Indeed, Russia is betting many of its cards on a reunification between the two Koreas, capable of enabling it to keep its excellent relations with South Korea – which are essential for the economy – and to also support North Korea, which is Russia’s unavoidable strategic goal.
Now the two Koreas are dealing on their own, without the US brokerage and intermediation with respect to South Korea, although President Donald J. Trump has recently stated that President Moon Jae-In is his official “delegate” for the denuclearization of the Korean peninsula.
The United States is scarcely interested in the internationalization of the North Korean economy. It only wants denuclearization, while Kim Jong-Un wants denuclearization to develop his country’s economy and maintain its geopolitical and national autonomy.
A serious problem – both in talks and in the final or working documents – is also to define an effective mechanism to check denuclearization.
Indeed, between September 17 and 19, 2018, the signing of the Joint Declaration of Pyongyang has not fully clarified the mechanism of checks on the denuclearization of the Korean peninsula. Kim Jong-Un’s idea is to organise these checks with a series of “experts” appointed by the friendly powers, while the South Korean idea is to accept the maximum possible denuclearization to start the long process of reunification.
The two respective Defence Ministers, however -namely Song Young Moo for South Korea and Rho Kwang Chul for North Korea – have just signed a separate document from the rest of agreements.
In that text confidence-building measures between the parties are put first, with North Korea’s acceptance of dismantling a launch pad and a site for checking jet engines, with the presence of yet unspecified, but friendly international experts. From IAEA? We have some doubts, in this case.
Subsequently North Korea could also dismantle the Nongbyon site, if the United States does the same in South Korea.
It should also be recalled that most North Korean missiles are built to be launched by mobile vehicles, not from fixed bases.
In short, North Korea wants the United States to remove the nuclear umbrella protecting South Korea and Japan while, in the recent talks with North Korea, the United States thinks of a bilateral treaty regarding only the Korean peninsula and, at most, some classes of North Korean missiles.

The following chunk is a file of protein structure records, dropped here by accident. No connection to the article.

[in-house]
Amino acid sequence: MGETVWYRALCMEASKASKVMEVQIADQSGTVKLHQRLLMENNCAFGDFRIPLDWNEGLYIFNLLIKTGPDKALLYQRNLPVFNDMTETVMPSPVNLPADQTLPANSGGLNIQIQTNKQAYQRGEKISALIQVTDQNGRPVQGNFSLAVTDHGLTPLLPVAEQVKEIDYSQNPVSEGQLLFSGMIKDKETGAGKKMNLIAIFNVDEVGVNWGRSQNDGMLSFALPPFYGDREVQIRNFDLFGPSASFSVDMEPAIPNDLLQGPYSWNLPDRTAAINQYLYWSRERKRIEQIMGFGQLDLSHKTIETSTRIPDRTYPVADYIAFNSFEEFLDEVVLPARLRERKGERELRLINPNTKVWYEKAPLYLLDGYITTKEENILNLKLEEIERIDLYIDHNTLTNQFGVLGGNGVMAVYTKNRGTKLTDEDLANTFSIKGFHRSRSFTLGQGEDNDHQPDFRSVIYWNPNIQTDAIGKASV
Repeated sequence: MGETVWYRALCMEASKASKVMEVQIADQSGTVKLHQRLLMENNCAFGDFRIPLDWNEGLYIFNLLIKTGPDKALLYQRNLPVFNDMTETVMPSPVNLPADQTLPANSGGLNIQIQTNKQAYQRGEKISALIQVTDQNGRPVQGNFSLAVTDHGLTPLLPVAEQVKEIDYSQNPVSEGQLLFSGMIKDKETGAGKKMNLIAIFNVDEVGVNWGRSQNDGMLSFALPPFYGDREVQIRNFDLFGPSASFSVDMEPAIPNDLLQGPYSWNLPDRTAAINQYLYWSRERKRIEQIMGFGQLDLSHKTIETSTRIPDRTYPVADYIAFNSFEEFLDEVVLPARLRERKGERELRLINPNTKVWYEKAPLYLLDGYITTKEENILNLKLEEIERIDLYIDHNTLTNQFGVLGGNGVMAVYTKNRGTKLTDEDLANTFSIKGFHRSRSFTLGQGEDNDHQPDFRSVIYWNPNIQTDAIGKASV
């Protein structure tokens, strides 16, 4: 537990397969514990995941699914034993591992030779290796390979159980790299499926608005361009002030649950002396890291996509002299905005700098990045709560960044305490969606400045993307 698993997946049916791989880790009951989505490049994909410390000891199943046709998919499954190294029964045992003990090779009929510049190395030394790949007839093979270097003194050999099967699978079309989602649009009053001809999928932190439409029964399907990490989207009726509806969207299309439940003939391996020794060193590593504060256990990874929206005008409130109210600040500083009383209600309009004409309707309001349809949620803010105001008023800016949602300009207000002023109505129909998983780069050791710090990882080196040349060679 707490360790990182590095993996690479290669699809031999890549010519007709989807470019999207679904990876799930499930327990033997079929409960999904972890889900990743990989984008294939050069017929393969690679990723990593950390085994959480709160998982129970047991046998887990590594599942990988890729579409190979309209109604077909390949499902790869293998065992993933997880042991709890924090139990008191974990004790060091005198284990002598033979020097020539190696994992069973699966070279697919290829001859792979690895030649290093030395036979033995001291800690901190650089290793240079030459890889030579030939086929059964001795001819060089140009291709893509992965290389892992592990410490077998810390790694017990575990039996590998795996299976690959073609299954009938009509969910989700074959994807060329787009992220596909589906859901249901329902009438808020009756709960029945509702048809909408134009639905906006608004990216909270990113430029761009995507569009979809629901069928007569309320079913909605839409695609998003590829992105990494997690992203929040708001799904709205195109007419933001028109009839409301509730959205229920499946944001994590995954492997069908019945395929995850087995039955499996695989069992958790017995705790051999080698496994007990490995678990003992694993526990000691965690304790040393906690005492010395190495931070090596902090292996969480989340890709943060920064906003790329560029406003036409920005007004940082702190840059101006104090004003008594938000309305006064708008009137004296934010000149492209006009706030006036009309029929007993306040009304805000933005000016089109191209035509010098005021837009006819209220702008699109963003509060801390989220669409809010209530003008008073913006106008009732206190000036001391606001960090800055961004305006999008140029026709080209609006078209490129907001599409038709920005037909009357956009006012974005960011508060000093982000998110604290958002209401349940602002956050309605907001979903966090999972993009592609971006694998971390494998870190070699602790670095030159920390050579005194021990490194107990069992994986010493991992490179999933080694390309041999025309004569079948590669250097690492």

In the US mind, the planned reduction of North Korean long-range missiles could be even equivalent to a nuclear and conventional decrease of its troops stationed in Guam.
On the basis of a new future agreement, both Koreas (and God only knows how and to what extent the North Korean conventional military potential would be useful for a South Korea unified with North Korea) would also define maritime and land buffer zones, as well as a no-fly zone over the old border, with a view to avoiding clashes or accidental air battles.
This is already partially clear, but much work shall be done to define all the details.
There would also be plans to cover or reduce artillery batteries along the coast.
Obviously, should these talks run aground, the only concrete political result would be the progressive divergence between South Korea and the United States, precisely on the problem of the peninsula’s denuclearization.
Furthermore, over and above the aforementioned sites, North Korea will dismantle the site of Dongchang-ri, in addition to the site of Yongbyon, while Kim Jong-Un is also very interested in the building of fast railway links between South and North Korea.
The two Koreas will get the industrial site of Kaesong back in shape and the old tourist project concerning Mount Kumgang back in track, besides planning new joint economic and tourist areas.
The inter-Korean agreement regards also collaboration for medical and environmental issues, as well as for the protection from epidemics.
In other words, both Koreas think of an economy of compensation between them, which could also develop at a later stage and become a need for the development of both countries.
An economic-political symbiosis that could get the United States out of play and later reinstate Russia, which is increasingly interested in the South Korean economy, as well as finally favour China, which has no intention of leaving the Korean peninsula to the hegemony of North Korea alone.
At the end of the Treaty, there is also the project of a joint participation in the Tokyo 2020 Olympic Games and a joint candidature for the 2032 Olympics.
A few days ago, North Korea also expressed its intention to join the International Monetary Fund and the World Bank – a sign that the internationalization of the North Korean economy is now a certainty.
Hence it is a de facto peace treaty between the two Koreas.
If North Korea continues along this line, it is very likely that South Korea will gain a tactical advantage over the sea while, if the relations between South Korea and the United States remain as they currently are, there should be no significant changes in bilateral relations between the USA and South Korea.